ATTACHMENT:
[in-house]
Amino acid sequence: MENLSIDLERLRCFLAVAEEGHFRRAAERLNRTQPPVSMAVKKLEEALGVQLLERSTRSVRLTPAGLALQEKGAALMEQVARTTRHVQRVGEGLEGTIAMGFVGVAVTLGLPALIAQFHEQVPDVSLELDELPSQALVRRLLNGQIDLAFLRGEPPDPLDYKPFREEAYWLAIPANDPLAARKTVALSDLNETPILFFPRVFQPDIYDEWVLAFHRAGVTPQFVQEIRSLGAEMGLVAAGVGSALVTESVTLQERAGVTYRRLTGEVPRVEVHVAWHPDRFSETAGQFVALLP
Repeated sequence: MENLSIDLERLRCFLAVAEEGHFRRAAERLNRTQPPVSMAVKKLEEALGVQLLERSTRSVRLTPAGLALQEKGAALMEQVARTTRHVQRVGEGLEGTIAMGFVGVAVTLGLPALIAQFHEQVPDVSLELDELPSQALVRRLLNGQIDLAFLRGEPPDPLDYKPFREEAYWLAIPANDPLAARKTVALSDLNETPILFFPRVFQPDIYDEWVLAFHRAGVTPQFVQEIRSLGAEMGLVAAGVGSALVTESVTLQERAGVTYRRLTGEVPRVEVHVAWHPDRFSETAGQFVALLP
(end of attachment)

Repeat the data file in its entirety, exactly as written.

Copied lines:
[in-house]
Amino acid sequence: MENLSIDLERLRCFLAVAEEGHFRRAAERLNRTQPPVSMAVKKLEEALGVQLLERSTRSVRLTPAGLALQEKGAALMEQVARTTRHVQRVGEGLEGTIAMGFVGVAVTLGLPALIAQFHEQVPDVSLELDELPSQALVRRLLNGQIDLAFLRGEPPDPLDYKPFREEAYWLAIPANDPLAARKTVALSDLNETPILFFPRVFQPDIYDEWVLAFHRAGVTPQFVQEIRSLGAEMGLVAAGVGSALVTESVTLQERAGVTYRRLTGEVPRVEVHVAWHPDRFSETAGQFVALLP
Repeated sequence: MENLSIDLERLRCFLAVAEEGHFRRAAERLNRTQPPVSMAVKKLEEALGVQLLERSTRSVRLTPAGLALQEKGAALMEQVARTTRHVQRVGEGLEGTIAMGFVGVAVTLGLPALIAQFHEQVPDVSLELDELPSQALVRRLLNGQIDLAFLRGEPPDPLDYKPFREEAYWLAIPANDPLAARKTVALSDLNETPILFFPRVFQPDIYDEWVLAFHRAGVTPQFVQEIRSLGAEMGLVAAGVGSALVTESVTLQERAGVTYRRLTGEVPRVEVHVAWHPDRFSETAGQFVALLP